As a city councillor in Toronto, he attacked the media and disparaged those who filed complaints against him. He asked the city's integrity commissioner to apologize or resign after a conflict-of-interest case against his brother, the mayor, was dismissed. He suggested the chief medical officer should be fired for proposing a law that he disagreed with. He accused the police chief of conspiring against his brother. And he once suggested the mayor should have a veto over council business. After being reprimanded for assisting clients of his family business, he referred to the ruling as a "joke" and a "political attack." 

For the leader of a government with a majority in the Ontario legislature there are relatively few restraints beyond public opinion. Would Ford generally refrain from running roughshod over the opposition? Would he accept the findings and criticisms of legislative officers like the auditor general?

How would he approach an unclear election result? Say, for instance, that Ford's Progressive Conservatives win the most seats but fall short of a majority. How would someone who positions himself against "elites" handle a decision by the lieutenant governor to let someone else govern? He has already criticized the possibility of a "backroom" deal to keep the Liberals in power.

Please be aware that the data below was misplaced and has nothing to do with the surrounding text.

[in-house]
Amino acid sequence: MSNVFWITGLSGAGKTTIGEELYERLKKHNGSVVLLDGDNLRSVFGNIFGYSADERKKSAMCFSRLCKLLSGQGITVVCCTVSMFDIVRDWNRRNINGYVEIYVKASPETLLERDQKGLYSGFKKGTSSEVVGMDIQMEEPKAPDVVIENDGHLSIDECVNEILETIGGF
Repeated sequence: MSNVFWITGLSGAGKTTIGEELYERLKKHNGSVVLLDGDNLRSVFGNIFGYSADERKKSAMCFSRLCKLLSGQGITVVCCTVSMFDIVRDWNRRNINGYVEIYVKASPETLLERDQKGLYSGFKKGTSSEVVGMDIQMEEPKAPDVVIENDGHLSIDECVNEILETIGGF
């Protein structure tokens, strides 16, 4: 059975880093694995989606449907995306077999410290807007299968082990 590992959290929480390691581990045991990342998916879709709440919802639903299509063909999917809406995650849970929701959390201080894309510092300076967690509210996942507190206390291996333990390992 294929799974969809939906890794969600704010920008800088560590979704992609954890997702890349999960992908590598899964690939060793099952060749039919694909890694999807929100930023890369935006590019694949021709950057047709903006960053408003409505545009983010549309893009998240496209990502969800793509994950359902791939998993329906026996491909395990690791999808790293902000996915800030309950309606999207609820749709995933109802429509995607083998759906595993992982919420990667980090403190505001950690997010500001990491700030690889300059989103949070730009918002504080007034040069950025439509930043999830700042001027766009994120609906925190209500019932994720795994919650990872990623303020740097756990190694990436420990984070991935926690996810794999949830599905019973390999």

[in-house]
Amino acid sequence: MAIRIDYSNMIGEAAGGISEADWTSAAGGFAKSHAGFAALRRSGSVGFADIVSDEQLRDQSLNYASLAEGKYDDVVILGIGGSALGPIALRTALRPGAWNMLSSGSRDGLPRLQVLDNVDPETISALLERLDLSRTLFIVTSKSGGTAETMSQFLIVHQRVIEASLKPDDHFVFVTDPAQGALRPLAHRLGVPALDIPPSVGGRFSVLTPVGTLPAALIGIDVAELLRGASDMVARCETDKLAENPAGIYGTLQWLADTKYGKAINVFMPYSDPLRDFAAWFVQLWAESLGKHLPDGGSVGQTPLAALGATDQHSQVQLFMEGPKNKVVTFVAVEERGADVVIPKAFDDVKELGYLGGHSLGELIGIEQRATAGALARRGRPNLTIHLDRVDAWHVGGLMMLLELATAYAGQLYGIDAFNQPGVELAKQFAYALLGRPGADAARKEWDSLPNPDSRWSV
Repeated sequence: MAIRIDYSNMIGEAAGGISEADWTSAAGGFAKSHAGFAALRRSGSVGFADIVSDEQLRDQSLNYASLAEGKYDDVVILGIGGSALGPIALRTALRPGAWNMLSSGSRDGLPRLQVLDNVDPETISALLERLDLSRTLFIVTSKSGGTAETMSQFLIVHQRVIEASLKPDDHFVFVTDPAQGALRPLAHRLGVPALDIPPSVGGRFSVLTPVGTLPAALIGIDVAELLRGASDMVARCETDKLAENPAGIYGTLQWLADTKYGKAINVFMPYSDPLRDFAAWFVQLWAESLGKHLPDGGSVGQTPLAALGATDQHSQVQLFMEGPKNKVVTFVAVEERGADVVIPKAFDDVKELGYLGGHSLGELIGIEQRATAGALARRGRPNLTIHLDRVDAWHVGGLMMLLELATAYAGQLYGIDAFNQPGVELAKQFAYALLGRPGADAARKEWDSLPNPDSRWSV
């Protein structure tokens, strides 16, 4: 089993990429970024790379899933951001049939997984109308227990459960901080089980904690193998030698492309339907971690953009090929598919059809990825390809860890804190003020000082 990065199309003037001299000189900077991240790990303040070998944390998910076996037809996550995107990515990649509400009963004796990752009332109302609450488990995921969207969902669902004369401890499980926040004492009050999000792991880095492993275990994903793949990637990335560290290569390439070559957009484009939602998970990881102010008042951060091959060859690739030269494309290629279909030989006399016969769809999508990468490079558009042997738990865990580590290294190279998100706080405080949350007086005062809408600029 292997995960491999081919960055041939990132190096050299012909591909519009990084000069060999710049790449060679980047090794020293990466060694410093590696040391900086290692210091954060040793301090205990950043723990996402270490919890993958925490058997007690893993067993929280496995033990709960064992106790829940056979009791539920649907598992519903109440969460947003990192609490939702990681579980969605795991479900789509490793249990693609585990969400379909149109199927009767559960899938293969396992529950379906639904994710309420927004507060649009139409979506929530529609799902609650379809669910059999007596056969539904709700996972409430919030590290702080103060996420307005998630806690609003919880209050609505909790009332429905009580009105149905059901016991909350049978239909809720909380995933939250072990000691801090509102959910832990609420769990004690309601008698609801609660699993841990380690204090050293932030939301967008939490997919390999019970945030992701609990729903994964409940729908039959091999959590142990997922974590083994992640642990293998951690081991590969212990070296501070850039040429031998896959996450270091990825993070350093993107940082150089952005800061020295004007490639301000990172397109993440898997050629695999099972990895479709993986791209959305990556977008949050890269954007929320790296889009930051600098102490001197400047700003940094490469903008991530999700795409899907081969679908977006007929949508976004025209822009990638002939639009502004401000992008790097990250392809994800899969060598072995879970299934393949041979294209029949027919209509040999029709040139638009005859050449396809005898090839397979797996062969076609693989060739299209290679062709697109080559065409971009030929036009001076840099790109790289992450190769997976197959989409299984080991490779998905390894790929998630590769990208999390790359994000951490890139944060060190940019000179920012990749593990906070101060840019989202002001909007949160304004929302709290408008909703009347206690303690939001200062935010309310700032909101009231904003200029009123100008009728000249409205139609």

Shortly before he won the PC leadership in March, Ford claimed that the process had been "corrupted" by party insiders who were siding with another candidate. But he has been generally restrained since becoming leader. Party politics and cabinet government might require a more disciplined approach than city council.

Ford showed a willingness to ignore the niceties of decorum and restraint when he was a Toronto city councillor. (Nathan Denette/Canadian Press)

Populist politicians and norm-breaking leaders (populist and otherwise) have come and gone without doing permanent damage to Canadian democracy. And some norms might even deserve to be challenged: Preston Manning's attacks on the Senate could be credited with, eventually, leading to Justin Trudeau's reforms.

But what if the public is more willing now to tolerate outright transgression? In a recent Ipsos poll, 53 per cent of respondents agreed that, "To fix Ontario, we need a strong leader willing to break the rules."

Once broken, a rule or norm can later be reinforced. The danger is that it might be left permanently weakened.

About the Author

Aaron Wherry

Parliament Hill Bureau

Aaron Wherry has covered Parliament Hill since 2007 and has written for Maclean's, the National Post and the Globe and Mail.